It’s not exactly three strikes and you’re out, but neither is the third time a charm for Gov. Jerry Brown’s landmark overhaul of public school finance and governance.
A third major research organization has examined how Brown’s “Local Control Funding Formula” is being implemented and found it wanting.
LCFF, adopted in 2013, eliminated many specific pots of school money, expanded overall state aid to K-12 school districts, directed extra money to raise the academic achievements of poor and/or “English learner” students, and required that local school officials write plans, with input from parents and others, to achieve its goals.
Previously, the Public Policy Institute of California criticized how the local accountability provisions were being implemented, saying they “fail to create a coherent set of objectives (and) may create more confusion than clarity.”
SRI International echoed those criticisms in its study by a team of education academics. It found great confusion among local school officials on how they should account for the extra dollars and write accountability plans. It also questioned how the overall success or failure of LCFF will be judged.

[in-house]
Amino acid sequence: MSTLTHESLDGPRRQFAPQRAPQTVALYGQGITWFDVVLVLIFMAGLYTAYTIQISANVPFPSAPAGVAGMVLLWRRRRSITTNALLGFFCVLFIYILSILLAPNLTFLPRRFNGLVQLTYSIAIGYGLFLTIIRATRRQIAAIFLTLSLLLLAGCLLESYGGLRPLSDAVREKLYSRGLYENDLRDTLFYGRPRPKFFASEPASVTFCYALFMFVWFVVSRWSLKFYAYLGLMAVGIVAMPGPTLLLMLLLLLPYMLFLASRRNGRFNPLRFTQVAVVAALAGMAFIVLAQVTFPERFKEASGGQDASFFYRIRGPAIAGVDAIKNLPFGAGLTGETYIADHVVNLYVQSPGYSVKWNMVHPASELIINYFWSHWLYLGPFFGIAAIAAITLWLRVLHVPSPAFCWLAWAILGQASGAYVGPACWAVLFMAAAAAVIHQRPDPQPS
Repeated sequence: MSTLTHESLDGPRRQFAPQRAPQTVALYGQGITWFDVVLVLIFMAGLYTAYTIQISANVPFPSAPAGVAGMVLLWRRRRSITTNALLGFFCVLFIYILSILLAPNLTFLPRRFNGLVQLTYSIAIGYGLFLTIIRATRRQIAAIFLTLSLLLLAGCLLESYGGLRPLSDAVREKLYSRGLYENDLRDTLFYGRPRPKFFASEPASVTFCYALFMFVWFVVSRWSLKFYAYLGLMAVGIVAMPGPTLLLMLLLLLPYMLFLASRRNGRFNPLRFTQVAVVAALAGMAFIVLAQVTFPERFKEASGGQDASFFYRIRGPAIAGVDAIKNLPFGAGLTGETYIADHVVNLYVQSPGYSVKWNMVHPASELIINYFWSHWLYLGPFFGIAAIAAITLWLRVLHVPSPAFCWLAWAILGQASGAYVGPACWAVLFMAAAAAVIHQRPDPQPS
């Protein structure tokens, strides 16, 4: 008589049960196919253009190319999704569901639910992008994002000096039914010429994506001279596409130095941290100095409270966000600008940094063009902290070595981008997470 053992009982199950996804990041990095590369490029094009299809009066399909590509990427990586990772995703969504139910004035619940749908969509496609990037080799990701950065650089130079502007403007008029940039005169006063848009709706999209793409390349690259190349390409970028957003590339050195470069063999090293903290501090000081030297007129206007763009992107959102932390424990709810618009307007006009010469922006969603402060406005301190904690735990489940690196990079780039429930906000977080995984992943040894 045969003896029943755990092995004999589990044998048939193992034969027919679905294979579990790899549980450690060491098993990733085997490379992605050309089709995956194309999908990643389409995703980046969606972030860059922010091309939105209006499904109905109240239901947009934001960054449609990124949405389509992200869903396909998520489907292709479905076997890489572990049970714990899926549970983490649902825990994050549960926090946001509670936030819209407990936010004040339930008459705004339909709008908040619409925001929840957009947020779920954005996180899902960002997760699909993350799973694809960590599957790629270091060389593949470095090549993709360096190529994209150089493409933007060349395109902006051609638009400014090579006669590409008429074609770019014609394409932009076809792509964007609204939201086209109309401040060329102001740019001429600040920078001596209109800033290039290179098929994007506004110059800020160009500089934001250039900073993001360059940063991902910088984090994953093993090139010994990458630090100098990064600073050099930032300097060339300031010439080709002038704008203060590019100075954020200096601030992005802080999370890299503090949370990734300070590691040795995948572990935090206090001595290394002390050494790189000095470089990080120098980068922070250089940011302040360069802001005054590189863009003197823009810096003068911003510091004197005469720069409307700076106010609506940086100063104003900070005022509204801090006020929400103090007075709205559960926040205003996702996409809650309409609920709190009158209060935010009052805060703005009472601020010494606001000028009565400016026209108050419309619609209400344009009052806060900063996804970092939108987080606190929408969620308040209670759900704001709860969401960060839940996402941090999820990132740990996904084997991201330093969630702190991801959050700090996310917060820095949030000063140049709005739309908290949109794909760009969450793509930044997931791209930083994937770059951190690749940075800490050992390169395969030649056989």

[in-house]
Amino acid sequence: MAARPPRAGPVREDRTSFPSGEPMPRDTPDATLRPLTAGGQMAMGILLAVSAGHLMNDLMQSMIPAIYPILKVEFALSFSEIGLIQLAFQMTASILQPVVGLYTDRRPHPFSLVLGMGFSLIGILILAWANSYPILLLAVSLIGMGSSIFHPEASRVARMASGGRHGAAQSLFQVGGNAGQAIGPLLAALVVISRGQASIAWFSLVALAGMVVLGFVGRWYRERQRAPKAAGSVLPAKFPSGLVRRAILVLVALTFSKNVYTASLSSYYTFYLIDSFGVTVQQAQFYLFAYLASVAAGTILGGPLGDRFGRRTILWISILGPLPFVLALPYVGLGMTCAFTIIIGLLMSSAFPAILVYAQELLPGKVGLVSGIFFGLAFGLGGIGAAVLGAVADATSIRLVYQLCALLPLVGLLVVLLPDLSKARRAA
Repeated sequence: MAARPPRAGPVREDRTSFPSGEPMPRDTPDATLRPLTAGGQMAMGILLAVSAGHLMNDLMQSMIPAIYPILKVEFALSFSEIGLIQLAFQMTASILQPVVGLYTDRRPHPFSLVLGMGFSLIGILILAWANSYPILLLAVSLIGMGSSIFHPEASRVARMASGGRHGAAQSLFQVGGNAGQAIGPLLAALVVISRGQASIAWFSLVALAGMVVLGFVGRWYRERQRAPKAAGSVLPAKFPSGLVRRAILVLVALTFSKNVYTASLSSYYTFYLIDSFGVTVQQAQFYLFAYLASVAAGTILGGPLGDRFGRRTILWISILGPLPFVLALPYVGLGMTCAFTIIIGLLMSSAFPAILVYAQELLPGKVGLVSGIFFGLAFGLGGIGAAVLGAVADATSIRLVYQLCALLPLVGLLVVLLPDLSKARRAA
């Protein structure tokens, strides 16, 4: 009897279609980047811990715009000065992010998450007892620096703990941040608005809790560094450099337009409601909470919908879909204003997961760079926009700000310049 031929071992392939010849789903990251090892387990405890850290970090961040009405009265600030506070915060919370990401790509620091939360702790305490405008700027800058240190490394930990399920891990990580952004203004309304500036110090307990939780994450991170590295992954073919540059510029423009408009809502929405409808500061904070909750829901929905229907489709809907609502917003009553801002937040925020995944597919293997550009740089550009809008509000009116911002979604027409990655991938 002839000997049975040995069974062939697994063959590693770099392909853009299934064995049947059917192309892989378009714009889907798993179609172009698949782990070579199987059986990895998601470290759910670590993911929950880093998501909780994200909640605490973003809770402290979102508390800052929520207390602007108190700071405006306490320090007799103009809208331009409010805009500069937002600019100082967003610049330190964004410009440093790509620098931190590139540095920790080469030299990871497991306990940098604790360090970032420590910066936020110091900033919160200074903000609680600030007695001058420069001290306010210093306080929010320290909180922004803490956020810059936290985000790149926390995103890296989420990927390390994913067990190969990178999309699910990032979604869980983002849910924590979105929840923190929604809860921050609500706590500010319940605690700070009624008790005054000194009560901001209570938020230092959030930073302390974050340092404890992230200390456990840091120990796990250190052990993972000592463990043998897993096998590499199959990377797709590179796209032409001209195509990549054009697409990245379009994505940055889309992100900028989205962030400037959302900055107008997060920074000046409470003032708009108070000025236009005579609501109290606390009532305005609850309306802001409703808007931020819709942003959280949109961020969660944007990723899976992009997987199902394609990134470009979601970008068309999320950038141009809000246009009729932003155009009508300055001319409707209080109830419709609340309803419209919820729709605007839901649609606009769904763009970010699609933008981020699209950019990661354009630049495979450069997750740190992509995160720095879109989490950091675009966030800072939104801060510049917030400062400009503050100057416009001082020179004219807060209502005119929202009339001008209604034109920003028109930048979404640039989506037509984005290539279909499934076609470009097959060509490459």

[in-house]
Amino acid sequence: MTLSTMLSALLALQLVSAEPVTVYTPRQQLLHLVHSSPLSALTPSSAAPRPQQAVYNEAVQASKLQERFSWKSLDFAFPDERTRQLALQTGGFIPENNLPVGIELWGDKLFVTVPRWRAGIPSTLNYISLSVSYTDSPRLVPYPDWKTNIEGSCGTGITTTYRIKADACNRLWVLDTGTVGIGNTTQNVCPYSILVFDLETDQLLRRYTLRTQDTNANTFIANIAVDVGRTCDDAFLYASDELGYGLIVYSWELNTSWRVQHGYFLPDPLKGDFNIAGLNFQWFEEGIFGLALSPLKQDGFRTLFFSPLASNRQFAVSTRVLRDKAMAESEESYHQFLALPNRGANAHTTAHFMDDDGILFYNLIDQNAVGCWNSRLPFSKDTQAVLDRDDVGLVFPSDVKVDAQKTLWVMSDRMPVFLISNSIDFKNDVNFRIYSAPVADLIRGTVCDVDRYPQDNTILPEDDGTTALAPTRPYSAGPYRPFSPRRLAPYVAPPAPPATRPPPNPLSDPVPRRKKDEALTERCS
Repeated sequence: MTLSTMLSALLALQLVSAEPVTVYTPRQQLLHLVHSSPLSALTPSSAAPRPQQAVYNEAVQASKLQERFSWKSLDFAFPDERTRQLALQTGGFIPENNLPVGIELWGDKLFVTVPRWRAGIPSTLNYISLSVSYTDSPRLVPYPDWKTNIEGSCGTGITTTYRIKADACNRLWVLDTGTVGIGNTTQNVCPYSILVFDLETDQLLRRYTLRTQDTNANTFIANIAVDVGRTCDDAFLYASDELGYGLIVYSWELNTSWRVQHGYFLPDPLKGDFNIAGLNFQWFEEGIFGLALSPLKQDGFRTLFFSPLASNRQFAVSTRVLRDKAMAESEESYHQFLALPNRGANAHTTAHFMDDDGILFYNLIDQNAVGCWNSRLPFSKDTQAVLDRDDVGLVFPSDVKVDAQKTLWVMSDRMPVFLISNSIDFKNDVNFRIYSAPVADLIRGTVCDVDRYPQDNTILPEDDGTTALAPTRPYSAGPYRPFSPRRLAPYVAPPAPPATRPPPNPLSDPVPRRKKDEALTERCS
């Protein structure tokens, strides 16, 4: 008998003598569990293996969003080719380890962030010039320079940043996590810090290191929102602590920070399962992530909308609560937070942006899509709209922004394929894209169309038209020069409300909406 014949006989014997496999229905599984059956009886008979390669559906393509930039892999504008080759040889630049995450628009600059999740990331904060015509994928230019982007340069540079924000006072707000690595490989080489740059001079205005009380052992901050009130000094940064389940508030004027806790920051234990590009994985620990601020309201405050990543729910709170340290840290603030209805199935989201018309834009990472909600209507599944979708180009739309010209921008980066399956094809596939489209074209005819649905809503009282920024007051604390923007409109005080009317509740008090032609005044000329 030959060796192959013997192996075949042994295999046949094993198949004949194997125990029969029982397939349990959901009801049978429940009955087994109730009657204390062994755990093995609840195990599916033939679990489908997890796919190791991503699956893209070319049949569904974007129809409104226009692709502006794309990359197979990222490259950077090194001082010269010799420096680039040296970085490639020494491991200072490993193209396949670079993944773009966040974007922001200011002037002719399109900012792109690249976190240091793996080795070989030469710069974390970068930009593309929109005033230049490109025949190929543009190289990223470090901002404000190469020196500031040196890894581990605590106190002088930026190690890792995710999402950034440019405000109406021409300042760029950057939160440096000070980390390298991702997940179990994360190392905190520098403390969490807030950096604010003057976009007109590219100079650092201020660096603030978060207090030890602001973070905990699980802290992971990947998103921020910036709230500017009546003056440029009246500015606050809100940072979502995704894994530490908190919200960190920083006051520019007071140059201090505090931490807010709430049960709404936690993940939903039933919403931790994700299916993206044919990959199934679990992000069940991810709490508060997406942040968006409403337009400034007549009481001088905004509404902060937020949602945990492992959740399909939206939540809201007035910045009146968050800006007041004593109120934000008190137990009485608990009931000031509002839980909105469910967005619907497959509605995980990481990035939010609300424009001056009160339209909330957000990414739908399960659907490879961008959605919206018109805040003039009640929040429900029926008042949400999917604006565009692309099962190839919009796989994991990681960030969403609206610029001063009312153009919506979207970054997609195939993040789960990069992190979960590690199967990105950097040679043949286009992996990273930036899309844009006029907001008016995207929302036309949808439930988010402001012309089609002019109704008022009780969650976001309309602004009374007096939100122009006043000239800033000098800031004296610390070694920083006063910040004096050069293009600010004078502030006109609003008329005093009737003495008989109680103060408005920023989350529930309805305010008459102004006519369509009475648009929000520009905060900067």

The third major examination of LCFF was conducted by Oakland-based Ed Trust-West, which advocates for improving educations of poor and/or non-white students, and it reflects, in the main, criticisms from the other two.
Ed Trust-West interviewed local school officials and community leaders and examined dozens of the Local Control and Accountability Plans (LCAPs) that are supposed to guide how the new money is to be spent on the stated goals.
It found enthusiasm for LCFF’s twin premises of more money for underachieving students and more local control, but wide disparity in how local schools are approaching their implementation and some structural flaws, especially in the state-mandated “template” that districts are using to write their LCAPs.
“In most LCAPs it is not possible to trace how supplemental and concentration grants (for poor and English-learner students) are being used, much less how they fit with federal dollars intended to serve these same students,” the report said.
“It is even more problematic that so many LCAPs fail to link a district’s goals to its actions.”
Ed Trust-West also found that during the first year of LCFF, when even rudimentary state guidelines were lacking, many districts simply used the new money for salary raises, deferred maintenance and other purposes.
All three groups are generally supportive of LCFF’s concept. But their reports fuel suspicions that without tighter oversight and objective measures of progress, districts may comply on paper but, under pressure from unions and other interests, subtly divert new money that’s meant to be concentrated effectively on kids who need a leg up.
BY DAN WALTERS, SACRAMENTO BEE